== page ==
Mechanisms for the Association between Maternal Employment and Child Cognitive Development

25 Pages Posted: 27 Nov 2007 Last revised: 9 Sep 2021

See all articles by John Cawley

John Cawley

Cornell University - College of Human Ecology, Department of Policy Analysis & Management (PAM); Cornell University - College of Arts & Sciences, Department of Economics; Erasmus University Rotterdam (EUR) - Erasmus School of Economics (ESE); National University of Ireland, Galway (NUIG) - J.E. Cairnes School of Business & Economics; NBER; IZA

Feng Liu

Shanghai University of Finance and Economics; The Chinese University of Hong Kong, Shenzhen

Date Written: November 2007

Abstract

Recent research has found that maternal employment is associated with worse child performance on tests of cognitive ability. This paper explores mechanisms for that correlation. We estimate models of instrumental variables using a unique dataset, the American Time Use Survey, that measure the effect of maternal employment on the mother's allocation of time to activities related to child cognitive development. We find that employed women spend significantly less time reading to their children, helping with homework, and in educational activities in general. We find no evidence that these decreases in time are offset by increases in time by husbands and partners. These findings offer plausible mechanisms for the association of maternal employment with child cognitive development.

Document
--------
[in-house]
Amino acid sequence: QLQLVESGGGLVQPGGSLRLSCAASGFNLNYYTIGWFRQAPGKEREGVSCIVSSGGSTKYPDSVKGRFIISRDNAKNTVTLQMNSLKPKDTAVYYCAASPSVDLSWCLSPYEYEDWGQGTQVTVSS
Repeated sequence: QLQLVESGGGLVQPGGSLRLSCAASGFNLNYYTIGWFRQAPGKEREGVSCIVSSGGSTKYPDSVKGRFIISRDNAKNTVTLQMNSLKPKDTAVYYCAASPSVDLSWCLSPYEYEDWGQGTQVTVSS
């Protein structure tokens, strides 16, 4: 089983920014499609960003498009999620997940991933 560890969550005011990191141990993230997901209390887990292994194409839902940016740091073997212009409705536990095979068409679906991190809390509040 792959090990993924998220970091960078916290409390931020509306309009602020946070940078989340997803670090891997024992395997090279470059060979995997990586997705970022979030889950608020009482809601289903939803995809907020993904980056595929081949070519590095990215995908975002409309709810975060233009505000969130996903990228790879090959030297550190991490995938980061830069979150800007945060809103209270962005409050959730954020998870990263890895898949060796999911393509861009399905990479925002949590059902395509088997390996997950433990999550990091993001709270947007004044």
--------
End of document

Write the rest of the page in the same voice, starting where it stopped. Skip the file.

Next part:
Suggested Citation

Cawley, John and Liu, Feng, Mechanisms for the Association between Maternal Employment and Child Cognitive Development (November 2007). NBER Working Paper No. w13609, Available at SSRN: https://ssrn.com/abstract=1032864

John Cawley (Contact Author)

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Feng Liu

Shanghai University of Finance and Economics ( email )

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